Yoga is a fabulous way of using your breath and lung capacity to its fullest advantage. My public yoga classes at Stoughton Guildford on Thursday evenings, or at Woking Sports Centre on Tuesday nights both incorporate pranayama. Get to grips with basic yoga breathing techniques that you can use to benefit your in all areas of your life.



By mellowburnyoga, Mar 2 2020 04:39PM

If you’re anything like me, you’ll be relishing in the change of season right now. Winter is just sooooo long in the UK, even down here in Guildford where we're supposed to be warmer!


The evenings are becoming lighter and the confetti effect of spring blossom teases the eyes. Attention is suddenly drawn back to the skies and our surroundings, breathing in the newness of nature as the birds return and the bulbs begin to rise up out of the earth.


Spring is a wonderful time to rethink our agenda in life and how we might transition in reflection of nature. The heaviness of winter begins to release us into a new uplifting sense of lightness.


Indeed, in our ancestral habits of wanting to be warm, we literally tend to apply another 'layer' over winter to keep us warmer. This accumulation of food is known in Ayurvedic medicine as Ama.

Rather like a kind of tar, Ama blocks the physical and energetic channels of the body, lodging itself between organs and on the surface of the tongue as a white paste. With Ama our body feels achy, stiff and swollen bellied.


Not only metamorphaising in the physical body, Ama takes it’s reside in our mind, leaving us feeling sluggish and demotivated. Worst still we reach for those same winter comforts that got us here in the first place creating a cyclic pattern of dis-ease and bad health.


In a yogic lifestyle we're constantly attempting to rebalance, finding the sattvic equality of goodness, truth, serenity and peace.


Transitioning to Spring Time with Diet


Breaking free from the effects of Ama means to detox using foods that are designed to stimulate the bodies own natural defences.

Apples, garlic and broccoli all help the process back to health, but it's especially bitter foods like leafy vegetables, coffee, watercress and orange peel that encourage the digestive tract.

The body receives the bitters similarly to a light poison and responds by firing up all of our detoxing organs. Bile is released into the liver and gallbladder, clearing the blood of heat. Saliva is generated in the mouth at the bitter taste and stimulates breath and metabolism. The bitter taste buds continue on into the lungs which in turn kicks the respiratory system into action.


Other recommendations to shed the old winter coat are turmeric, a proven anti-inflammatory that helps restore circulation and metabolism whist helping the liver to cleanse.


Transitioning to Spring Time With Yoga


Practicing yoga in all seasons is beneficial, with different sets of poses designed to help the practitioner in different ways.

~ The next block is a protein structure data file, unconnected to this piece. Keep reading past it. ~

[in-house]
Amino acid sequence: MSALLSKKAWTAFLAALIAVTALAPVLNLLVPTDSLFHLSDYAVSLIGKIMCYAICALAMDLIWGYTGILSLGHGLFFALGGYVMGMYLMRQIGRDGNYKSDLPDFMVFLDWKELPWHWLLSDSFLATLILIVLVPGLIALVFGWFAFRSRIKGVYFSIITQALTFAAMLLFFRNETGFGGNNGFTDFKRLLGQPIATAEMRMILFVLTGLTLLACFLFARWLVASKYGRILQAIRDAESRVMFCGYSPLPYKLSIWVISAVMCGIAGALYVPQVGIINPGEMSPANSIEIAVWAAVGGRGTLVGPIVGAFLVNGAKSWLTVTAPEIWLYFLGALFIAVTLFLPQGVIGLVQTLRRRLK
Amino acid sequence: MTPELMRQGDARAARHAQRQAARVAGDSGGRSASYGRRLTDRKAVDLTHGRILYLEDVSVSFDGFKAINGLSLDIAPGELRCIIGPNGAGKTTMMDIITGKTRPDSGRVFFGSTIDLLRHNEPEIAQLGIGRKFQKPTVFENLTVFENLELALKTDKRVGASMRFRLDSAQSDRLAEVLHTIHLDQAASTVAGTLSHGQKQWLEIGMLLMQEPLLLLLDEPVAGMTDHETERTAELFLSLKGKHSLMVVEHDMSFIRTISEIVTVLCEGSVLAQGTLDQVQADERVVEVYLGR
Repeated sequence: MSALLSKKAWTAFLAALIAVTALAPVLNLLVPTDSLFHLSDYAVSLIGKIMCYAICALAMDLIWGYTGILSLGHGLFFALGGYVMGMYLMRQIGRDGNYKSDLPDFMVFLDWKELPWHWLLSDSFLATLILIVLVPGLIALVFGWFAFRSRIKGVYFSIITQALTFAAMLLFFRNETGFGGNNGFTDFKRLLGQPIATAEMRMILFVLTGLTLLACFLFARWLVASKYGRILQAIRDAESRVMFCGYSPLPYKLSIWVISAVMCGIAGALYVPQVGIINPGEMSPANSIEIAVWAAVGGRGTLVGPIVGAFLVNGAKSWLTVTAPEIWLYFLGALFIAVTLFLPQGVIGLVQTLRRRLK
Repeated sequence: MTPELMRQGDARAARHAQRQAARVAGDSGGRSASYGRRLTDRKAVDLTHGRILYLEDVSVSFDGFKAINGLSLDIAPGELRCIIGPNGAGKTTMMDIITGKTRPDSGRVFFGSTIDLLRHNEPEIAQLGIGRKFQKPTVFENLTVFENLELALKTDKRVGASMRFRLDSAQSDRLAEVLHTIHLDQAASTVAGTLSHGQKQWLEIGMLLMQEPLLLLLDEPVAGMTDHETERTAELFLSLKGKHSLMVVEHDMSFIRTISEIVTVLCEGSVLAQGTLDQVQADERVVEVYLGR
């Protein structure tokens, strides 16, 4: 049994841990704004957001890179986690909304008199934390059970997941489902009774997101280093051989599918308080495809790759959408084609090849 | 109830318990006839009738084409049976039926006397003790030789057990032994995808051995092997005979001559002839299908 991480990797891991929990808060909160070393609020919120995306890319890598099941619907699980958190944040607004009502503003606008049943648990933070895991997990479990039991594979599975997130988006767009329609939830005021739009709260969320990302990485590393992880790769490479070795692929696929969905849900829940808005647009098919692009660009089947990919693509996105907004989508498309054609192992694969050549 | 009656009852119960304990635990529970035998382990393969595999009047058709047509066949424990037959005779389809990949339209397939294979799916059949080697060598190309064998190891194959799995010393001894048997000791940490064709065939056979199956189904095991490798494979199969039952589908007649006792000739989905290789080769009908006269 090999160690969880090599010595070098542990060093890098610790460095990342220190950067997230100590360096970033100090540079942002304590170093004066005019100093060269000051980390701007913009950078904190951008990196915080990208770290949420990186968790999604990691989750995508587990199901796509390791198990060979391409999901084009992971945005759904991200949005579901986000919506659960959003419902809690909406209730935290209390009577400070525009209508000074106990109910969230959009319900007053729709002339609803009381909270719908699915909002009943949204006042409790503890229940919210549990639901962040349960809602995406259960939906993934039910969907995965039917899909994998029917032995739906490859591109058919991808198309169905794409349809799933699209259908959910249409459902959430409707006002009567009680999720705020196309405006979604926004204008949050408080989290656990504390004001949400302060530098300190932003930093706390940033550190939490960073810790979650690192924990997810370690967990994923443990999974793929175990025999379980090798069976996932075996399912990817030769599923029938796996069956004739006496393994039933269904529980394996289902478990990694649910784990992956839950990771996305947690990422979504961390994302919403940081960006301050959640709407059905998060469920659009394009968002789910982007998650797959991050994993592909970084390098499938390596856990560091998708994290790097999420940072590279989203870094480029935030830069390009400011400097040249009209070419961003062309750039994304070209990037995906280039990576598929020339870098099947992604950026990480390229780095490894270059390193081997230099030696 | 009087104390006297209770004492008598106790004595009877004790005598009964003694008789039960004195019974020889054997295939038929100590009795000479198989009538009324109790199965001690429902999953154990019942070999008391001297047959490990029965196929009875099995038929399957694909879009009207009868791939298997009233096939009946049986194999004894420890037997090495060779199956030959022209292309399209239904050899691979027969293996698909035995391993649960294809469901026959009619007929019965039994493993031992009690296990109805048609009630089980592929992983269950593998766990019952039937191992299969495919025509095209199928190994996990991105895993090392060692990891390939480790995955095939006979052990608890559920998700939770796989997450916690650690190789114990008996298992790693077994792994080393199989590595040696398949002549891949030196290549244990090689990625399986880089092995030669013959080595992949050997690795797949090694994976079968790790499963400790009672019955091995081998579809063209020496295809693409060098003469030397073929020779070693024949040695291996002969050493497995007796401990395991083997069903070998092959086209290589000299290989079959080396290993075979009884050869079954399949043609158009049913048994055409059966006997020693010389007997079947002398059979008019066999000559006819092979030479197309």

In this instance, detoxing twists move blood along the digestive tract and enliven the nervous system. A simple seated twist or supine twist on your back helps to unwind the spine and gently reduce bloating.


Spring yoga sequences should also include heart opening poses, which are wonderful counterposes to the winter hunch over, where we spend a lot of time bracing from the cold. Backbends and heart opening also tend to elevate the heart rate and build core strength as the muscles in the torso contract to stop any over dependency on the lower back.

Poses such as Camel, Reverse Warrior, Bow or Cobra all help to literally lift your heart towards the sky and create a toxin burning heat within the body, burning away the Ama.


Feeling well and making the absolute most of your body is critical for avoiding illness and discomfort. I love the saying ' look after your body, you have nowhere else to live'!


Join a (my!) Yoga Class!


Regularly practicing yoga will help you achieve a sense of wellness inside and out. Your whole body will feel more spacious and open, your mind will feel calmer and over time, you'll be able to go into the deeper elements of yoga which can change your whole life for the better! My Guildford or Woking based Yoga classes are always open to anyone who wishes to join and I hope you'll all feel welcome.


Yoga for All - Mixed Ability

This 7pm 60 minute class is a general flow for all levels and although has some tricky postures is designed to be accesible. Held at Winston Churchill Sports Centre on Hermitage Road, Woking


Gentle & Simple Yoga Class

My 6.45pm 60 minute simple and gentle yoga is held every Thursday night and is perfect for beginners or for those wishing for a slower class. Find us at Stoughton Methodist Church Hall on Stoughton Road, Guildford, Surrey.


Vinyasa Flow & Yoga Conditioning Class

This 8pm 75 minute class is intermeditate level and contains several rounds of sun salutations, leading into peak poses and more tricky variations. Muscle groups will be targeted with some conditioning reps to build strength over your whole body. Difficult in places, but gives motivation to work towards a more challenging and stronger practice, or simply listen to your body and take the many modifications given. Find us at Stoughton Methodist Church Hall on Stoughton Road, Guildford, Surrey.


Private 121 Tuition

If you have more specific needs, why not consider private tuition where I can give you my fullest attention and tailor make the practice to your needs. I have several clients, all with different aims and objectives and who I love to work with.


Feel free to reach out to me at [email protected] to discuss your requirements


Until then, have a wonderful Spring 2020 and I look forward to seeing you matside! ;)